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EXPLAIN HOW THE TWO MOTHERS ARE DIFFERENT AND WHY RUSSELL PRESENTS THEM IN THIS WAY? The musical play Blood Brothers, written by Willy Russell, is the story of twins separated at birth
Thus there are clear biographical parallels to the character of Mickey. He was also influenced by females during his life thus the strong relations to the mother in this work. Liverpool in those days was split according to social class. This means people in that time were divided along the lines of being rich and poor, the educated and non-educated etc. Liverpool has been the home to one of the highest levels of unemployment in the developed world, with over 25% of the workforce out of a job, and it is important to consider this when taking account of Russell's depiction and own views of class and unemployment The main theme
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The only chance I had of seeing a World Cup that doesn't involve seeing it on a puny 10" fuzzy TV screen or in an overcrowded pub with nowhere to move and inhaling so much cigarette smoke I had may as well have taken smoking up myself but the really big thing you miss out on, the reason so many people go to football matches, why some people pay so much for a single ticket, to own one seat for 90 minutes is to witness the atmosphere.
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'Blood Brothers' is set at a crucial time in British history. It is set in Liverpool in the early 1980s at a time when many of the working class were being replaced by machines as it was cheaper. The educated people, though were hardly affected. We see Mrs Johnston a hard-working woman, pregnant, alone with seven children and struggling to pay her debts. Then we see her 'bright and breezy', middle class employer Mrs Lyons. At first glance both women seem different, but they both share similar difficulties. They both are mostly alone and have been abandoned by their husbands.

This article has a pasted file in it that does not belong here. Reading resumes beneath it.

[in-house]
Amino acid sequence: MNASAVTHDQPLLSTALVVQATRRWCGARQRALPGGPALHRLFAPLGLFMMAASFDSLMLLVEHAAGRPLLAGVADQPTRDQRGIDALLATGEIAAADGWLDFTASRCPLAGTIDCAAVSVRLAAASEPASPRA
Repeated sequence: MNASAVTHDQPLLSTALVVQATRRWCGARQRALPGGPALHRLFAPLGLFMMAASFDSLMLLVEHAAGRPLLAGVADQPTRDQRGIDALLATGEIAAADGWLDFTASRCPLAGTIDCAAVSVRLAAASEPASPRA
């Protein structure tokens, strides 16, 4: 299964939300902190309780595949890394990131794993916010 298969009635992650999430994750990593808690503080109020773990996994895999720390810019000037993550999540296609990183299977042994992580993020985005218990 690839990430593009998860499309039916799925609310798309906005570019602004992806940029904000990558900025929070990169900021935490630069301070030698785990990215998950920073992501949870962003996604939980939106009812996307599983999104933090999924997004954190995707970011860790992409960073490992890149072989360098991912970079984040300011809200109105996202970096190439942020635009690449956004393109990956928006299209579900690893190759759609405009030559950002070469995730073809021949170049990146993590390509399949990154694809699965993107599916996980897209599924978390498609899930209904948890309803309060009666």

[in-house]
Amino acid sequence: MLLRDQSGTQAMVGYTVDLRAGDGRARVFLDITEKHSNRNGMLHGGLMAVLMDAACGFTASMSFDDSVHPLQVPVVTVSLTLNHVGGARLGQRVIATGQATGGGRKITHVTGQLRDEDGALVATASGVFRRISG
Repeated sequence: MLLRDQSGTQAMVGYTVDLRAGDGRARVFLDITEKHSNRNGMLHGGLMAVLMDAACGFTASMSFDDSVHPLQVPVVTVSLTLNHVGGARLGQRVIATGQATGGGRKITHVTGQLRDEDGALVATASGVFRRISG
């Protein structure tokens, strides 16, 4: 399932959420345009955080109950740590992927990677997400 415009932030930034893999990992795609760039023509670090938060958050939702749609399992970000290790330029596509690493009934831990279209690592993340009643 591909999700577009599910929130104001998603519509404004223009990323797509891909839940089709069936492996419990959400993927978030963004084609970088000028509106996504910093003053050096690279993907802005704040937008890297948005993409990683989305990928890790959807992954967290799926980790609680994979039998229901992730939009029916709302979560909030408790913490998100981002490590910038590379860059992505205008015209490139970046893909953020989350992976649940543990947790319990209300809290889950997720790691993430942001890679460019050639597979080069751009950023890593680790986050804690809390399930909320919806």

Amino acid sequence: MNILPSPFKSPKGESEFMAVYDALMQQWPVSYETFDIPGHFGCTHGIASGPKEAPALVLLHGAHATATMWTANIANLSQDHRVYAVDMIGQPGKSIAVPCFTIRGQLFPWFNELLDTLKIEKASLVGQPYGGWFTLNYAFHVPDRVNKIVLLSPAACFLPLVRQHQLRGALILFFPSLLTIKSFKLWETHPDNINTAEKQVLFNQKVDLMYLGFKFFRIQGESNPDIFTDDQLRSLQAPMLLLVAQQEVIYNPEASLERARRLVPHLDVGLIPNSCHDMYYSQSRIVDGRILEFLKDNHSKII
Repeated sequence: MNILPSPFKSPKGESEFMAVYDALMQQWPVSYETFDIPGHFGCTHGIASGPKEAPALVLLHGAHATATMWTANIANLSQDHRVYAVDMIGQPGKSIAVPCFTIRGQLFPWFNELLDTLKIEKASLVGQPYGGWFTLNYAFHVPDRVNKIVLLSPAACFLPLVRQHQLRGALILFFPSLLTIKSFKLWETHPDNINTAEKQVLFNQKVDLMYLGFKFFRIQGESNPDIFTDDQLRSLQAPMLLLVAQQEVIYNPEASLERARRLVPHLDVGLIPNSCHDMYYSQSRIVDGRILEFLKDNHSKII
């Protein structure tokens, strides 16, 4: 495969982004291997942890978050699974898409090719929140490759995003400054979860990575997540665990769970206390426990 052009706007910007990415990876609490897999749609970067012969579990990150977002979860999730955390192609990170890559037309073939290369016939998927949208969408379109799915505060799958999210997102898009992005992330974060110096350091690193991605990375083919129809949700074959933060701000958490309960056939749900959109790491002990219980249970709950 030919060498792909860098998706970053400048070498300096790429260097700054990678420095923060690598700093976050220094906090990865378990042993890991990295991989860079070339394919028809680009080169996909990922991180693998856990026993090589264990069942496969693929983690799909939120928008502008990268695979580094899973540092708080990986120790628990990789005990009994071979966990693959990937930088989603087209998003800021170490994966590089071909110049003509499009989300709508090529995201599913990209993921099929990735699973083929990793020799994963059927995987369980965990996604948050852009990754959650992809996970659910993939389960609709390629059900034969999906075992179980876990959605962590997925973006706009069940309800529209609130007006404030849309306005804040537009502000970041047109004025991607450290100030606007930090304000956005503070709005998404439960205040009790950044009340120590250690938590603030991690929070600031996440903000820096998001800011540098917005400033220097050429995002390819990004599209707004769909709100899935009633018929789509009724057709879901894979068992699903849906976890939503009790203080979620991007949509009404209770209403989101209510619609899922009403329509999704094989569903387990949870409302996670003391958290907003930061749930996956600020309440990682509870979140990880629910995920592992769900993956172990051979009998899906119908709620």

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Once we had completed our discussion, we were then given a time frame to work towards. Once we had dispersed into our groups we divided the roles in the scene amongst ourselves; Adrian as Eddie, I was Mickey, Tamara was Mrs Johnston and both Zion and Emma acted as the police officers. I felt that this particular exercise was particularly interesting and beneficial for us all; this is as we had a new insight and understanding of Blood Brothers on a higher level. Through the re-enactment of the Blood Brothers production I also found a new knowledge of each character, particular Mickey (the character I played), this is because as you take on the role and you're in a maximum involvement level you absorb the character and believe in the scene although it is actually happening.